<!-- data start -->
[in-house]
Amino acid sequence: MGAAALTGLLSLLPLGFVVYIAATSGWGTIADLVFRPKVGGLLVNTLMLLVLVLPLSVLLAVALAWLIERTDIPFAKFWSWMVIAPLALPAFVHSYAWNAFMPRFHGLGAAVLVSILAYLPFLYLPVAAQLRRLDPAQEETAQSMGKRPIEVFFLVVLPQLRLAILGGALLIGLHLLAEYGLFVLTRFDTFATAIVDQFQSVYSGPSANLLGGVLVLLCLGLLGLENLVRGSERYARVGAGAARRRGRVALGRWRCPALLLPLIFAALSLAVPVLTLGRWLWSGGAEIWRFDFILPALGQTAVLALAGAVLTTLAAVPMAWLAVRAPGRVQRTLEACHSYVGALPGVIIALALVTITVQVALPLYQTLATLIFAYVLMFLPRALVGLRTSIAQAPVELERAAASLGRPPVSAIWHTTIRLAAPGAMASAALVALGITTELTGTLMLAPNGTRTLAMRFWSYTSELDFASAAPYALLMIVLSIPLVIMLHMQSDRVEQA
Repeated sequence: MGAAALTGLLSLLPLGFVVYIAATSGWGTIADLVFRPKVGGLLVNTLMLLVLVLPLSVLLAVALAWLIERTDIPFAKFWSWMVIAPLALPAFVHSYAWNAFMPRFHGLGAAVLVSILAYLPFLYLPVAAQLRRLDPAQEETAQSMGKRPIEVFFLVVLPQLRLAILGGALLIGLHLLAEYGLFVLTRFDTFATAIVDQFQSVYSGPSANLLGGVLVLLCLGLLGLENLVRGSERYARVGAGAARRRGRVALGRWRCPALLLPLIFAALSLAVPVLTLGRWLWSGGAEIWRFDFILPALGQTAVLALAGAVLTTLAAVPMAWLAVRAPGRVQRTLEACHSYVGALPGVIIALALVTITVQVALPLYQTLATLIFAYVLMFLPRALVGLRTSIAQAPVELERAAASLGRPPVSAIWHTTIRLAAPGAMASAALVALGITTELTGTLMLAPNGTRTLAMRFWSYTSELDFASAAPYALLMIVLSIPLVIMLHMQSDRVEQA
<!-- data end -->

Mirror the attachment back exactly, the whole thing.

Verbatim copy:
[in-house]
Amino acid sequence: MGAAALTGLLSLLPLGFVVYIAATSGWGTIADLVFRPKVGGLLVNTLMLLVLVLPLSVLLAVALAWLIERTDIPFAKFWSWMVIAPLALPAFVHSYAWNAFMPRFHGLGAAVLVSILAYLPFLYLPVAAQLRRLDPAQEETAQSMGKRPIEVFFLVVLPQLRLAILGGALLIGLHLLAEYGLFVLTRFDTFATAIVDQFQSVYSGPSANLLGGVLVLLCLGLLGLENLVRGSERYARVGAGAARRRGRVALGRWRCPALLLPLIFAALSLAVPVLTLGRWLWSGGAEIWRFDFILPALGQTAVLALAGAVLTTLAAVPMAWLAVRAPGRVQRTLEACHSYVGALPGVIIALALVTITVQVALPLYQTLATLIFAYVLMFLPRALVGLRTSIAQAPVELERAAASLGRPPVSAIWHTTIRLAAPGAMASAALVALGITTELTGTLMLAPNGTRTLAMRFWSYTSELDFASAAPYALLMIVLSIPLVIMLHMQSDRVEQA
Repeated sequence: MGAAALTGLLSLLPLGFVVYIAATSGWGTIADLVFRPKVGGLLVNTLMLLVLVLPLSVLLAVALAWLIERTDIPFAKFWSWMVIAPLALPAFVHSYAWNAFMPRFHGLGAAVLVSILAYLPFLYLPVAAQLRRLDPAQEETAQSMGKRPIEVFFLVVLPQLRLAILGGALLIGLHLLAEYGLFVLTRFDTFATAIVDQFQSVYSGPSANLLGGVLVLLCLGLLGLENLVRGSERYARVGAGAARRRGRVALGRWRCPALLLPLIFAALSLAVPVLTLGRWLWSGGAEIWRFDFILPALGQTAVLALAGAVLTTLAAVPMAWLAVRAPGRVQRTLEACHSYVGALPGVIIALALVTITVQVALPLYQTLATLIFAYVLMFLPRALVGLRTSIAQAPVELERAAASLGRPPVSAIWHTTIRLAAPGAMASAALVALGITTELTGTLMLAPNGTRTLAMRFWSYTSELDFASAAPYALLMIVLSIPLVIMLHMQSDRVEQA